daughter of Khaled Abdul-Wahab, Tunisian rescuer of Jews during the Holocaust
Khaled Abdul-Wahab, a Tunisian who rescued two dozen Jews during the Holocaust, is the first Arab person to be nominated for the designation of Righteous Among the Nations. Faiza Abdul-Wahab reflects here on her father's life and legacy.
Transcript also available in:
إطلع على الترجمة العربية للنسخة المسجلة
I'm optimistic, at the same time I don't believe in miracles. And I think I believe in little drops of water creating an ocean of virtue. And I believe in dialogue; I believe in respect. But, I don't know, I think the dialogue must start from somewhere, and this is one place where it can start.
In 1942, German troops arrived in Mahdia, Tunisia, and began to expel Jewish families from their homes. During the occupation, Khaled Abdul-Wahab, a Tunisian Arab, rescued two dozen Jews by hiding them at his olive oil factory for four months. Abdul-Wahab passed away in 1997, but he has been posthumously nominated for the designation of Righteous Among the Nations by Yad Vashem, Israel's Holocaust Memorial. If confirmed, Abdul-Wahab will be the first Arab person to receive this honor. Recently, Abdul-Wahab's daughter, Faiza, spoke about her father's life and legacy.
Welcome to Voices on Antisemitism, a free podcast series from the United States Holocaust Memorial Museum. I'm Daniel Greene. Every other week we invite a guest to reflect about the many ways that antisemitism and hatred influence our world today. Here's Faiza Abdul-Wahab.
My father's name was Khaled Abdul-Wahab. He had a farm in Mahdia, which is a little town by the coast of Tunisia. And when the Germans occupied Tunisia, he learned that a family was threatened, a Jewish family. Anyway, they knew each other because this was a very small town. So he came in the middle of the night to where they were hiding and took them to his farm where they stayed the whole occupation. And so it was a total of 24 people, different families, that were hidden in my father's farm.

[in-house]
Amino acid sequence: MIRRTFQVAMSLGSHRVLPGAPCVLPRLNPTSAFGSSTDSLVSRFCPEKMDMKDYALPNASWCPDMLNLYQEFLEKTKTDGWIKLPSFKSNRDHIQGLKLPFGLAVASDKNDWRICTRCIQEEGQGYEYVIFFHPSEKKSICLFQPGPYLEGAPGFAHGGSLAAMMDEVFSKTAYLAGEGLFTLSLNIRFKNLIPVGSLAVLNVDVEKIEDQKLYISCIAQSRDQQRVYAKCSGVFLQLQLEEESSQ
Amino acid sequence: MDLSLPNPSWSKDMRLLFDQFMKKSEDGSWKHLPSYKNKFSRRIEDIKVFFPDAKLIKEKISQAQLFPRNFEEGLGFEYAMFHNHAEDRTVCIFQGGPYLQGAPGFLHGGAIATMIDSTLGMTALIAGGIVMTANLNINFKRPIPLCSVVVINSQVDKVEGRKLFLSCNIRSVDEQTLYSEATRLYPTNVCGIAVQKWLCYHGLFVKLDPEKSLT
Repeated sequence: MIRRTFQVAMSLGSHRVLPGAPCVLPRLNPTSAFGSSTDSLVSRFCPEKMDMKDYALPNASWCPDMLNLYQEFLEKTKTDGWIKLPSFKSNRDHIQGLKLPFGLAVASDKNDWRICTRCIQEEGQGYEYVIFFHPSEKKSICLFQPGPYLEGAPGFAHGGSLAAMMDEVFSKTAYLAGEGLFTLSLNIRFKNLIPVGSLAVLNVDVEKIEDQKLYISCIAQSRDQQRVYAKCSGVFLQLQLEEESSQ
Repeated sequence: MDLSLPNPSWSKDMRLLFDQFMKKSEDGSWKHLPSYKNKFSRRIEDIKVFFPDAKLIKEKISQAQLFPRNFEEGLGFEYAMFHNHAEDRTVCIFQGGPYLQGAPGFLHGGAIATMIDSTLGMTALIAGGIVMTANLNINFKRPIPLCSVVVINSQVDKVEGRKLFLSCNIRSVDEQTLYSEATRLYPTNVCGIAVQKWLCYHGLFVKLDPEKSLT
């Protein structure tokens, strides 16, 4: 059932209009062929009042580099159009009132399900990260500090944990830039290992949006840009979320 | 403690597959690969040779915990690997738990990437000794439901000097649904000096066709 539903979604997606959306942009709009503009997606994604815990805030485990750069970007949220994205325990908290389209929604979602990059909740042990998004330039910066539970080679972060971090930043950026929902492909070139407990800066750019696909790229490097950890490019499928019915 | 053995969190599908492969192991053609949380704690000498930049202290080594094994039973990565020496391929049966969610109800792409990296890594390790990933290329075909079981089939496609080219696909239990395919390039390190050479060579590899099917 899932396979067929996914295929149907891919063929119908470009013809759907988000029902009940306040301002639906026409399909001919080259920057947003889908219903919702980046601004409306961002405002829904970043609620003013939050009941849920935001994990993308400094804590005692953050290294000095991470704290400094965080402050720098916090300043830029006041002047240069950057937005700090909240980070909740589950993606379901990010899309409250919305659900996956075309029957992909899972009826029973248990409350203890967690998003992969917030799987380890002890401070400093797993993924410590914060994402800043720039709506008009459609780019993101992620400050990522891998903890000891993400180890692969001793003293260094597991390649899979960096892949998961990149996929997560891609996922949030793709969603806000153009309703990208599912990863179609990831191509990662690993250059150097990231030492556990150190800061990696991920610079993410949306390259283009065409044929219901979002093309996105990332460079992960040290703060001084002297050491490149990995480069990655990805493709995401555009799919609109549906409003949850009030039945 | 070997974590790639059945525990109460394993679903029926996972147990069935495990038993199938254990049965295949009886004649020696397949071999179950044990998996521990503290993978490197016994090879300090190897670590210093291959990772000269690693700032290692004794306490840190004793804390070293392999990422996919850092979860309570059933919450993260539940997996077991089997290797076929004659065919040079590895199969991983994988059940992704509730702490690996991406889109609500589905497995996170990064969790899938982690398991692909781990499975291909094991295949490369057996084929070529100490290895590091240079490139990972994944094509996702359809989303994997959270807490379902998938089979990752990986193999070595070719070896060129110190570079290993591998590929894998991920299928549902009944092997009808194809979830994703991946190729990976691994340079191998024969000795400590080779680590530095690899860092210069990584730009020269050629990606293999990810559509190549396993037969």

When I asked him what happened during the war in Tunisiadid the Germans come or not come?because I knew nothing about that. I asked him, and he told me, "Yes, I kept several families in my farm during the war, Jewish families." But I say, "Okay." You know, no big deal, because we were living all together in TunisiaJews, not Jews, and Italians, and French people, and Arabs. But the rest, we were Tunisians before being Muslims or Jews. Our first common link was we were Tunisian. We ate the same food, we had the sameshared a lot of things. So for me, when he said that, I didn't know he had taken risks with his life, of course, because he didn't tell me that. He just said, "Yes, I kept someI protected some Jewish families." For him it was normal, and that’s all.
I'm sure he would have been just very happy to have this recognition. And I'm very proud of him. Even the nomination is symbolically a great thing. And I hope it has an impact a little more than symbolic in people's minds.
I'm very against denial of any kind. I want people to look at the face of reality even if it's hard and to try to open your eyes. If you shut your eyes and say, "I don't want to have nothing in common with these people," you close the door to any dialogue, you know, and it's finished. You don't have any hope. If you open your heart, your mind, and your eyes to other people and say, "Okay, I accept, even if it's difficult to accept certain things from you, but I accept the things that will make us go and progress." That is important for me.
And my father, he would have said that his dream was to see histhese two people come back again and live again without these problems. I don't know, maybe I'm carrying that message. When your parents didn't finish something, you know, you have to do the unfinished work. So I carry my father's, what he did, I carry it for the best. I hope so.
Voices on Antisemitism is a free podcast series of the United States Holocaust Memorial Museum. Join us every other week to hear a new perspective on the continuing threat of antisemitism in our world today. To contribute your thoughts to our series, please call 888-70USHMM, or visit our Web site at www.ushmm.org. At that site, you can also listen to Voices on Genocide Prevention, a podcast series on contemporary genocide.